Joss Delage

Average Medicare cost vs. contribution per recipient?

12 posts in this topic

All,

I am looking for solid numbers on how much Medicare recipients get out of the system vs. how much they contributed. I have heard that the average couple contributed $149,000 over their life and receive $350,000 during their retirement. I would like to confirm that and get some solid sources.

I would appreciate if anyone could give me some info on that or point me somewhere where I can find it.

Thanks,

Joss

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I'm looking for medicare numbers, not medicaid. Medicaid is meant as welfare so the ratio money in / money out on a per vintage basis is meaningless. Plus it's a comparatively small number. Medicare is the far greater injustice where the transfer is from one generation to the previous, without even the excuse of a welfare goal. I heard those numbers from some podcast where they had a token conservative. I don't know anything how they were calculated.

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Whatever the numbers are you have to take into account what time period they cover, because the amounts change over time, and how much was lost in investment opportunity, such as ordinary bank interest or more, from the loss to medicare taxes.

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I agree but at this point I'd be glad to find absolute dollars (not including time value of money). I know those numbers exist, I just can't find them.

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Got it. The numbers are $116,000 and $357,000 for 2011 retirees. In 2030, it will be $175,000 and $527,000. Those numbers include a 2% real interest rate, which is a bit conservative IMHO.

http://www.economist.com/blogs/freeexchange/2012/10/health-care

http://www.urban.org/publications/412281.html

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I agree but at this point I'd be glad to find absolute dollars (not including time value of money). I know those numbers exist, I just can't find them.

what is an "absolute dollar"?

ruveyn

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It means not including the time value of money, inflation, etc. So $100 now plus $100 paid 20 years ago adds up to $200 absolute dollars but more in terms of real dollars.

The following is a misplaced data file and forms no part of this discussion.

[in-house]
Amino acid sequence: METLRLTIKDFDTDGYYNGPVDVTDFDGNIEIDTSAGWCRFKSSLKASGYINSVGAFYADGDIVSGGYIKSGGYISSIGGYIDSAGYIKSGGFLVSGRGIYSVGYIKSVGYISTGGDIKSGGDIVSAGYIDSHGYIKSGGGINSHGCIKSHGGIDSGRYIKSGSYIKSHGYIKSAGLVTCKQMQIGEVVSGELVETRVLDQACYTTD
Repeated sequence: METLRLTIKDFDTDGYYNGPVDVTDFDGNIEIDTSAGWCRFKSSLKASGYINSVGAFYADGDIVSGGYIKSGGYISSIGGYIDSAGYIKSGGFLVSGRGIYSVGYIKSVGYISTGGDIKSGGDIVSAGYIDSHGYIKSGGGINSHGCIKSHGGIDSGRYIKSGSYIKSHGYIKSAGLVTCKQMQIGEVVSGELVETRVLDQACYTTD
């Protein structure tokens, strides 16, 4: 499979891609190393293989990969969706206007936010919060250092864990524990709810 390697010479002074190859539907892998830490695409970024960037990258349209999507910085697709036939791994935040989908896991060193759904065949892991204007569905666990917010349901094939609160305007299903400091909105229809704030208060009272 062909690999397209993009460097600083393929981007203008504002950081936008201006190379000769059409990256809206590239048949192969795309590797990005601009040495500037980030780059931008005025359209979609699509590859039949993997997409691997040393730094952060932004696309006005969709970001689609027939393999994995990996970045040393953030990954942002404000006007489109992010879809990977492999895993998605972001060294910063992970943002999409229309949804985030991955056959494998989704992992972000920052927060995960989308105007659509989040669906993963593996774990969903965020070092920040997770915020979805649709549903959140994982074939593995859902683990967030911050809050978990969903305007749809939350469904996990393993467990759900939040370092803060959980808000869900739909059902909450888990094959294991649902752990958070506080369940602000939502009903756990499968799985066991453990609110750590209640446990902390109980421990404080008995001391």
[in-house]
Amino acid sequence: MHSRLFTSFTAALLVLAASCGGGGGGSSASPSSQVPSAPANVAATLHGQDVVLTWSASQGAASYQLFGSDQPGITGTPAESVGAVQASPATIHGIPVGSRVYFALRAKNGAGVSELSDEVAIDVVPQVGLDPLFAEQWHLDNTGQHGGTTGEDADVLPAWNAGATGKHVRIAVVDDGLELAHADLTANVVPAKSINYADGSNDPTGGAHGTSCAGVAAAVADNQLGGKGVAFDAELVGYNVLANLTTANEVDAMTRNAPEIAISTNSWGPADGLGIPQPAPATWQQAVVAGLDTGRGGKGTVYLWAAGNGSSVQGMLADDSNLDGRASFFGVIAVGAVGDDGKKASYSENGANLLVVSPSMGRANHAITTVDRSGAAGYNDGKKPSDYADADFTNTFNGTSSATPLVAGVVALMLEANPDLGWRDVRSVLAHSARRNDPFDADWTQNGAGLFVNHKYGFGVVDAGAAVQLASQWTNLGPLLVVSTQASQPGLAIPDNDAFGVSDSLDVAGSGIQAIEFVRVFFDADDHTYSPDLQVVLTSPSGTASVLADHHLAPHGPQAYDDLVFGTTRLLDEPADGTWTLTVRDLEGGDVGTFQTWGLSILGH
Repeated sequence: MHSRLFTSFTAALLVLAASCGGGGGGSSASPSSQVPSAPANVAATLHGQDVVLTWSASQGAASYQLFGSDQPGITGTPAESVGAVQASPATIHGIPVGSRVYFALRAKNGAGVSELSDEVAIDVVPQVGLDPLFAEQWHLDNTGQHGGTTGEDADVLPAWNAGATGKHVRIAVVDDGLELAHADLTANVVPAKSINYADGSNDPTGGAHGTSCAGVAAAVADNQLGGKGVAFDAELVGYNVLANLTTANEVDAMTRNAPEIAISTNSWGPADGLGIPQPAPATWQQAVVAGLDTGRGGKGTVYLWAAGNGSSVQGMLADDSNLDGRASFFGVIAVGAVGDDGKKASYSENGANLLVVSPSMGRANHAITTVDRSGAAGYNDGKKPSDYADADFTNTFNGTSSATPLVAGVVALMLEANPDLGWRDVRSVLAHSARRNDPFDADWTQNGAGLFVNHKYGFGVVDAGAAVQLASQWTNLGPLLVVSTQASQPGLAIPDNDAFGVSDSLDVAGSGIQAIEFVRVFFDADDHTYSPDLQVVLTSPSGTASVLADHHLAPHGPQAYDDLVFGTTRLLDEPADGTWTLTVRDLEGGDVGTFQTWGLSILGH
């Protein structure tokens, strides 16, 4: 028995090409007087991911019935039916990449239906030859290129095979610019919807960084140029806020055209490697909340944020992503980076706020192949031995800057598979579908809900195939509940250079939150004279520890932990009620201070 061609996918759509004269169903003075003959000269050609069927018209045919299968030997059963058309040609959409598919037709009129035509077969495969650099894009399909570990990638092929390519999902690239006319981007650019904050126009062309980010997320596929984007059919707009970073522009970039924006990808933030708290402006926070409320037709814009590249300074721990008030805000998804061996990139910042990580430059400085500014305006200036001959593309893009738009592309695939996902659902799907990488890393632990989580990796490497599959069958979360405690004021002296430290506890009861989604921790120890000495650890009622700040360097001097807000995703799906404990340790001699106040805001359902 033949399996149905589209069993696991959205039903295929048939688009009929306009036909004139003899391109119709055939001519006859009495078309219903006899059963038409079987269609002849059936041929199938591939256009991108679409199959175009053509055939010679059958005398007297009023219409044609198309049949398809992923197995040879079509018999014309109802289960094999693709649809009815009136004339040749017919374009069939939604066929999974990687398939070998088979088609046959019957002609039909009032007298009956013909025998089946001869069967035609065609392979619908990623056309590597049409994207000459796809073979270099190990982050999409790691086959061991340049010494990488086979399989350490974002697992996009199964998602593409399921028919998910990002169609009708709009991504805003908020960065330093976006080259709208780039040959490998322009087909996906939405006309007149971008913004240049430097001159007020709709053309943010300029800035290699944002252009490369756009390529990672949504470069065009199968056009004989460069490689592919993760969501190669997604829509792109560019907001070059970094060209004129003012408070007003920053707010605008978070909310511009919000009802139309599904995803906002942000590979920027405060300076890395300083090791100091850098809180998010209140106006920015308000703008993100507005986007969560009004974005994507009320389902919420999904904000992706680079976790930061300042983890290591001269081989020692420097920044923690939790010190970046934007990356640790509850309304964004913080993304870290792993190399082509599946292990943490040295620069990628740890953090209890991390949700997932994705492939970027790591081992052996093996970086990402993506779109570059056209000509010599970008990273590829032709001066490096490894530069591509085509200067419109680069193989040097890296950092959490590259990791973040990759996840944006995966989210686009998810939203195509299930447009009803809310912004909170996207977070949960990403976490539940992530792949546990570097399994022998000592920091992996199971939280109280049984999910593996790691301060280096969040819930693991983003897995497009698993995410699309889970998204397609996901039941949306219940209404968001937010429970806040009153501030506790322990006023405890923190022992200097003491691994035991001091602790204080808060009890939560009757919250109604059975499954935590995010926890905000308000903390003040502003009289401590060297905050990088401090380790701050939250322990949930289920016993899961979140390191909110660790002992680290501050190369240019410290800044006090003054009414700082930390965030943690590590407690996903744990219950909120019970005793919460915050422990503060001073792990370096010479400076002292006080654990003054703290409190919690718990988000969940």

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Joss, I'm an actuary. Computations using discounting are very familiar to me. Which doesn't mean I don't make mistakes. Check my work if you use it.

I wrote a quick function to look into your problem. Here are the things I assumed:

The couple's 2012 annual income is $50,000. They worked 45 years, from 1967 through 2011. The rise in the CPI during that time was 588%. This averages out at about 4% per year. The Medicare contribution each year was 0.029% of earnings.

First I computed the annual salary for each year based on inflation. In 1967 they earned $8,902, in 1968 $9,258 and so on. The Medicare contribution in 1967

was $258.17, in 1968 $268.49 and so on.

As a check on my function, I accumulated the contributions at the inflation rate. This should be the same as 45*0.029*50000 = $65,250. My function does indeed yield this result.

Next I ran the function assuming a 2% real yield. I.e., the couple get a 6% return on their investments. In this case the accumulated value of the contributions is $102,279.

Finally, I used an accumulation rate that is nearer to the average that the stock market yields, 8%. In this case the accumulated value is $168,320.

If you would like me to run the function with other inputs let me know.

Here is the function:

NB. Compute Medicare contributions

NB. x is i,a or i,a,n where i is inflation rate, a is accumulation rate,

NB. and n is duration (default 45)

NB. y is the current income, e.g., $50,000

NB. E.g., 0.04 0.06 45 vM 50000

vM=: 4 : 0

'i a n'=:3{.x,45 NB. sets duration to 45 if elided

v=:1,*/\(n-1)#%1+i NB. inflation factors

s=:|.y*v NB. income earned. From earliest year to the present

c=:0.029*s NB. Medicare contribution in each year

af=:|.1,*/\(n-1)#1+a NB. accumulation factors

7":pvc=:+/c*af NB. accumulated value of Medicare contributions

)

If you're ambitious, and you would like to run the function yourself, go to www.jsoftware.com and download version 6 of the language. It's free. The language is J, the successor to APL.

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Oh, Brian I'm sorry I was not clear. I don't need that. I'm *very* familiar with DCF calcs - I was a finance professional for quite a while... I was just looking for actual numbers. Thank you for your work, I'm so sorry what I wrote didn't make that clear.

(This being said, I am learning programming but I have 0 experience with functional languages. I need to do that. I probably will learn Scheme rather than J though, as there's so much documentation support for it.)

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Oh, Brian I'm sorry I was not clear. I don't need that. I'm *very* familiar with DCF calcs - I was a finance professional for quite a while... I was just looking for actual numbers. Thank you for your work, I'm so sorry what I wrote didn't make that clear.

Joss, no problem. I'll seize any excuse to program in J. :D

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